How to Buy Golf Shoes

When it comes to golf shoes, finding the right fit can be a big step forward for your game. Here's what you need to know when shopping for your next pair of golf shoes.


This step-by-step details the process to find your perfect size. You should always get measured first with a brannock device (from heel to tip) to accurately measure your feet. It is important to measure both feet, since many people find they have two different sized feet. Once you have your size, you should try on the shoe.

Don't forget about the width. One of the most common issues people have is wearing a Golf Shoe that doesn't fit the width of his/her feet. Place your thumb on where you tie your laces. That opening at the top of the shoe should be about a thumbs width apart. If it is more, you may need to choose a shoe with a greater width, and if it's less you may need to choose a narrow shoe. You may need to look at wide or extra-wide options to find the perfect fit. If you're in between sizes - or have two different sized feet - always opt for the larger of size. You want to allow for a 1/2 inch of space between your big toe and the tip of the shoe. If you use orthotics or inserts, be sure to check if your shoe has removable inserts to ensure a good fit.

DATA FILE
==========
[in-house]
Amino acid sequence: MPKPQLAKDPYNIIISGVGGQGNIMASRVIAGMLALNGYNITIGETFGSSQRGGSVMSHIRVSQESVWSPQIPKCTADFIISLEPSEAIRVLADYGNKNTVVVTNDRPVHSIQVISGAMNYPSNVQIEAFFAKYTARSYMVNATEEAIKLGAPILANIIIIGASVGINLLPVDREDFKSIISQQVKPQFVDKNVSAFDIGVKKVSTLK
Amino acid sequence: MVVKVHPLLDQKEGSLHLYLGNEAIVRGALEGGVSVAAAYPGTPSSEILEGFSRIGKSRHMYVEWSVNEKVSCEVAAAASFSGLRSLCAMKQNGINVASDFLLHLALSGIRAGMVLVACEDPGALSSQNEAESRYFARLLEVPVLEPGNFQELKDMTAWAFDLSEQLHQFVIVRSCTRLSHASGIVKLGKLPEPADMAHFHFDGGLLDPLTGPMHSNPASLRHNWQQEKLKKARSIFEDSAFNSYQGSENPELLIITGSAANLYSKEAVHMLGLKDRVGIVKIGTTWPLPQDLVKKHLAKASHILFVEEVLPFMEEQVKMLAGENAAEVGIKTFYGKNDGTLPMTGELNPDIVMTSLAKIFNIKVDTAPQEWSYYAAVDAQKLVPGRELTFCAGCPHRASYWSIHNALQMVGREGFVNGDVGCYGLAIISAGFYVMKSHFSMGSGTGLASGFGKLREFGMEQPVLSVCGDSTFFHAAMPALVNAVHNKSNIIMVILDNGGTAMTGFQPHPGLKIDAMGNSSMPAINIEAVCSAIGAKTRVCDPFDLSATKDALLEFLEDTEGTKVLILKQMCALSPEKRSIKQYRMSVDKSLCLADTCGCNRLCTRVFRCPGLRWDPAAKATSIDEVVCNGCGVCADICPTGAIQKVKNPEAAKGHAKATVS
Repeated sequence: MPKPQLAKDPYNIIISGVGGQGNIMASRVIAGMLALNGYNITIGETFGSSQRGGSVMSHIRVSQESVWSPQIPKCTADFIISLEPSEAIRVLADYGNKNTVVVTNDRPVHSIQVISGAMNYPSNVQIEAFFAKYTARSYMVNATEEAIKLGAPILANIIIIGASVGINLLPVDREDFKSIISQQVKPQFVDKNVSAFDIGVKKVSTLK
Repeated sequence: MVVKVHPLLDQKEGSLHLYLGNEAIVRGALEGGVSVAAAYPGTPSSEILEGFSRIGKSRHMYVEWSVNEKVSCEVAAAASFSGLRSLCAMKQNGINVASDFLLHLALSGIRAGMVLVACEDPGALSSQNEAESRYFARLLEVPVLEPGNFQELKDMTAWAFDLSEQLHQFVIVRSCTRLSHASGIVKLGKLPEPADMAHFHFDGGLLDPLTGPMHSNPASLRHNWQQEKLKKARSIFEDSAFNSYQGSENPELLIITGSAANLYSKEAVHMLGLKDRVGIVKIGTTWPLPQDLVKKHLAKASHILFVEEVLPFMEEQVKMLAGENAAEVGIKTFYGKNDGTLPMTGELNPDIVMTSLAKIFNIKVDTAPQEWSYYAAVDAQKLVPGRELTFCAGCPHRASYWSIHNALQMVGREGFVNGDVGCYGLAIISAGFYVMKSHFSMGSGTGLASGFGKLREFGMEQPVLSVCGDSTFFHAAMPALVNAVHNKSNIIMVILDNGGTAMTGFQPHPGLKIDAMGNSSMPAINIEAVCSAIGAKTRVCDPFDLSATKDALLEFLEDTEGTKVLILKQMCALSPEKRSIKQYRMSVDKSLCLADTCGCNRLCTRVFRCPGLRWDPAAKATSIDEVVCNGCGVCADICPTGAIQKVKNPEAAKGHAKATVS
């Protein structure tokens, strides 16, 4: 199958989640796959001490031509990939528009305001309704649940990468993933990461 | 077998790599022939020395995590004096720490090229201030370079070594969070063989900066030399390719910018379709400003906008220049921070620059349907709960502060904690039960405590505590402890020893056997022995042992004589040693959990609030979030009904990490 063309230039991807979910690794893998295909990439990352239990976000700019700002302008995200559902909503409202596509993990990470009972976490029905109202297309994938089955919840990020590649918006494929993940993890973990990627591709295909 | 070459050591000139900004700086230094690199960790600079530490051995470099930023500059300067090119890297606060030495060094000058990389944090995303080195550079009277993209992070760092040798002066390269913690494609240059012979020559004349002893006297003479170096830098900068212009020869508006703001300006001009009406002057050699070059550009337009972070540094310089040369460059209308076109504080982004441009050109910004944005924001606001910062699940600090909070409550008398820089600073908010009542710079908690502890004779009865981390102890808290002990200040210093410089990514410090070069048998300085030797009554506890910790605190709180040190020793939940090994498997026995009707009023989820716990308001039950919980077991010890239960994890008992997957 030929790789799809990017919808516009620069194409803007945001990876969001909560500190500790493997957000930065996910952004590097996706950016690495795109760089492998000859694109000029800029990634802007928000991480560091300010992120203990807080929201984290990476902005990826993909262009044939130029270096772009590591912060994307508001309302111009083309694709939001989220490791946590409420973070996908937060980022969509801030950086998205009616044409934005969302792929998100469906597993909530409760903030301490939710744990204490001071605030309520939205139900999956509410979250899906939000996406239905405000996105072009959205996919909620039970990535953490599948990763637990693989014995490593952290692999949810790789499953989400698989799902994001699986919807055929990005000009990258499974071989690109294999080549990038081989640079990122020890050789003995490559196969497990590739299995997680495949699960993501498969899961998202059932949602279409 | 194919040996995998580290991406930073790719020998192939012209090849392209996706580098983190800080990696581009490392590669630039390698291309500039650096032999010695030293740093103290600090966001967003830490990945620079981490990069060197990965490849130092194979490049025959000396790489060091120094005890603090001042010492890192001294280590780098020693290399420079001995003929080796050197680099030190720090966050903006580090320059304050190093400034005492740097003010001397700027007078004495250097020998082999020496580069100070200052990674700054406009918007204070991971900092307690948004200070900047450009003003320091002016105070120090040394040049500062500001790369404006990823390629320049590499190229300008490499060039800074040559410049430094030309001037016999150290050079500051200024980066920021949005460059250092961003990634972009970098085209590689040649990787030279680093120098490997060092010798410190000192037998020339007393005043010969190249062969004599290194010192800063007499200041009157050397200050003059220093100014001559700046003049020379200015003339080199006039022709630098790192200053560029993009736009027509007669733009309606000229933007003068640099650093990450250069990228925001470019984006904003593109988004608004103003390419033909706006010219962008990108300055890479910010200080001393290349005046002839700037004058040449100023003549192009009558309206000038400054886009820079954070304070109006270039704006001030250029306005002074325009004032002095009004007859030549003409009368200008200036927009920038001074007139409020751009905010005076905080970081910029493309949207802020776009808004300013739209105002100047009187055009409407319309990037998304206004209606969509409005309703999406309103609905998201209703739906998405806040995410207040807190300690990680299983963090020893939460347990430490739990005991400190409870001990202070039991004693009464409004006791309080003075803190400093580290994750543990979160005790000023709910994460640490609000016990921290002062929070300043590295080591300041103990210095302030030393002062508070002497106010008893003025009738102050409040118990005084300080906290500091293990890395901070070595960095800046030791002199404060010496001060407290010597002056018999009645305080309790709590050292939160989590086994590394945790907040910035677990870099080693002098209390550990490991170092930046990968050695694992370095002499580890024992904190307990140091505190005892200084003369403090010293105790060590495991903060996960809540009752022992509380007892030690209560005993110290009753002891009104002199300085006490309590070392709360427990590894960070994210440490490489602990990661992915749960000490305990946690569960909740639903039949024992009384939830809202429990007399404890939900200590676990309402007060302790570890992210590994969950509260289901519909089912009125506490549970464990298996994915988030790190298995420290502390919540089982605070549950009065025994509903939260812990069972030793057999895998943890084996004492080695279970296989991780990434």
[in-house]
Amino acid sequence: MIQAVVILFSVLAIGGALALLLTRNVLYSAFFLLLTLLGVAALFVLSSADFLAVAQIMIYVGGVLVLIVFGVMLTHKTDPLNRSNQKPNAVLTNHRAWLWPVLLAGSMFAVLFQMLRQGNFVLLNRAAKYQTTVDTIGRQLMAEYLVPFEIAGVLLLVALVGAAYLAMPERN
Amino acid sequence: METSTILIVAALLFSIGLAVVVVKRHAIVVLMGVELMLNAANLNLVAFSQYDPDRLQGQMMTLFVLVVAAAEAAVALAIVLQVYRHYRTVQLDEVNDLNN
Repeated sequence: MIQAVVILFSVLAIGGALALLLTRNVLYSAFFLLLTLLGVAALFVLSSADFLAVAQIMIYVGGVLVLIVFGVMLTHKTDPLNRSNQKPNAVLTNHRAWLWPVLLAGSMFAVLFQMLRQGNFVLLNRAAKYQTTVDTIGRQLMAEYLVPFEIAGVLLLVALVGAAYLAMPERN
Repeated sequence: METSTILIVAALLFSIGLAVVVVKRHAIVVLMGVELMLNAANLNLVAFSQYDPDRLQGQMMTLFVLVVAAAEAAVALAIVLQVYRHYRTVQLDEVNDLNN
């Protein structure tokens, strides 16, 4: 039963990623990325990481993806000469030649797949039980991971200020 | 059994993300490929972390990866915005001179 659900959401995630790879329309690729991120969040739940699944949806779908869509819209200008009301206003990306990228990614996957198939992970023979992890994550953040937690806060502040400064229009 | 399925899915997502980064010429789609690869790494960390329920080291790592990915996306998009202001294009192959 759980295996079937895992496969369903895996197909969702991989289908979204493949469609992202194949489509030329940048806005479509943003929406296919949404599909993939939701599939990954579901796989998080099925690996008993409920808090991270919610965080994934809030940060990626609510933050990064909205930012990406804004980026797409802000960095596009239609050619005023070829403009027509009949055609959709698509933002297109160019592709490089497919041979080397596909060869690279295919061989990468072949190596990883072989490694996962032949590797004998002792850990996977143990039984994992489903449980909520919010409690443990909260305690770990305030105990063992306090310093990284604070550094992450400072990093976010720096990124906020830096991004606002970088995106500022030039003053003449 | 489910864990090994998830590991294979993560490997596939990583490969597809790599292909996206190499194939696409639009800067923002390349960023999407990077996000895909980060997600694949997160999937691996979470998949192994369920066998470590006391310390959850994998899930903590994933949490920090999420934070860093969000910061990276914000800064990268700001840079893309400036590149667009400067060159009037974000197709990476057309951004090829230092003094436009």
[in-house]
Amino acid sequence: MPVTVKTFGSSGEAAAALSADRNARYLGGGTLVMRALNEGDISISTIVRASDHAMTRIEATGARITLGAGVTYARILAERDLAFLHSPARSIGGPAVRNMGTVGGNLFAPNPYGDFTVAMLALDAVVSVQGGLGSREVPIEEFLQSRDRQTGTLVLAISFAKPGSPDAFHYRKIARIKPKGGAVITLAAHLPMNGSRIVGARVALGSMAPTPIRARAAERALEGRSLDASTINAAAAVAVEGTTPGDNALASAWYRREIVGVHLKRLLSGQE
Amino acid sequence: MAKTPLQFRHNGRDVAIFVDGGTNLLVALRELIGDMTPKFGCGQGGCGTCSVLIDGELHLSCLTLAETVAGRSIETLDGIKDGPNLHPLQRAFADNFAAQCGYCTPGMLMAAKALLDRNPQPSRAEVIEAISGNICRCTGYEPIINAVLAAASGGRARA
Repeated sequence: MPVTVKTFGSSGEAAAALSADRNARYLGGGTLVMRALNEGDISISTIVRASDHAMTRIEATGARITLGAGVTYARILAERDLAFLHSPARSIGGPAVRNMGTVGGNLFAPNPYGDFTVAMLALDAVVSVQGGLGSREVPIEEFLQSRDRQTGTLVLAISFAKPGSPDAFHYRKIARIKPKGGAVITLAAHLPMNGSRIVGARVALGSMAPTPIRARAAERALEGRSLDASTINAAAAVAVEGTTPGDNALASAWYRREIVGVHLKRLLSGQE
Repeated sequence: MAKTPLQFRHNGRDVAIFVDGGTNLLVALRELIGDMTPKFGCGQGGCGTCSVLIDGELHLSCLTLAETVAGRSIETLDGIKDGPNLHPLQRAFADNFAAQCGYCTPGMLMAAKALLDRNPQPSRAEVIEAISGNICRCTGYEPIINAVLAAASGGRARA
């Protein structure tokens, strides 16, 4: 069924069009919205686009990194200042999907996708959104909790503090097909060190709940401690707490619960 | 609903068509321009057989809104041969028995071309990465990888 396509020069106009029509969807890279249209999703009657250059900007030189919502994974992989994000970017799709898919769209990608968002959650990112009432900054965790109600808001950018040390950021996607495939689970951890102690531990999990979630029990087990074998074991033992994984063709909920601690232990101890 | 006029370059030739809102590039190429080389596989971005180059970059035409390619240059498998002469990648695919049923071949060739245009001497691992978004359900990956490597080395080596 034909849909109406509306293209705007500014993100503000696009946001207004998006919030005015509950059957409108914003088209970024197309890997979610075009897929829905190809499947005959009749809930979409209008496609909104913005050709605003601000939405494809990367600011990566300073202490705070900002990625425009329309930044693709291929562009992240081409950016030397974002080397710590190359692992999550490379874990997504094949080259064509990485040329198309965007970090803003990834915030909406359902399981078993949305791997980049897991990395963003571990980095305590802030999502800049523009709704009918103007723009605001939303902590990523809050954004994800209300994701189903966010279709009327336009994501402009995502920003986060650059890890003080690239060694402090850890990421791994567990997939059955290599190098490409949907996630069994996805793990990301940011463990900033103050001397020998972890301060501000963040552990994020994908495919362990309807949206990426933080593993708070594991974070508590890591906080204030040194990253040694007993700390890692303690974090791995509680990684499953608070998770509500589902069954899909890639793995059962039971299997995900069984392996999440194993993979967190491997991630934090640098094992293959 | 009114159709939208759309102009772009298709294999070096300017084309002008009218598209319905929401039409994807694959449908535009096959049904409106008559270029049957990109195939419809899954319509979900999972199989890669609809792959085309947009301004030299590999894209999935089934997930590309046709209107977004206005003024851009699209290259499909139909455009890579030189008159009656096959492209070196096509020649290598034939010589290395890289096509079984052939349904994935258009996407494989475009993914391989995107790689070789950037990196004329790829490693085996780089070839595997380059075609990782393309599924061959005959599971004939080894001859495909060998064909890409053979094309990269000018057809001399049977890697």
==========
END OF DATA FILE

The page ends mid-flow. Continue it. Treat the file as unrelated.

*One thing to note: If you wear orthotics always try a shoe on with your orthotics to make sure the fit is correct.

Arch Support

The shape of the arch is often over looked when selecting the right shoe. For some golfers wearing an uncomfortable shoe, this could be entirely based on the arch support he or she is lacking. The easiest way to find out your arch shape/support needed is to wet your foot and place it on a piece of paper like a brown paper bag. You will quickly be able to see if your arch is low, normal or high.

Golf Footwear Graphic

If you have a low arch/flat feet, a v-shaped throat may be right for you with a stable midsole.
If you have a higher arch, a wider U-Throat shoe with significant arch support may be your best fit.


  • Spiked
    • Spiked shoes provide a more stable base and grip for extra stability through your swing.
  • Spikeless
    • The slight sacrifice in grip and waterproofing in a spikeless shoe is offset by the comfort and style of shoe. Most people prefer spikeless shoes on firmer surfaces like practice ranges.


  • Leather or synthetic
    • Leather offers comfort and, when broken in, will mold to your foot. The material is a good choice for warmer temperatures. Synthetic will be a less-expensive option that offers similar functions to the leather shoes.
  • Gore-Tex
    • A thick, waterproof material, Gore-Tex is ideal for golfers playing in colder, damper conditions.
  • Polyester
    • Polyester is thinner and lighter than some of the other material options, though not as durable.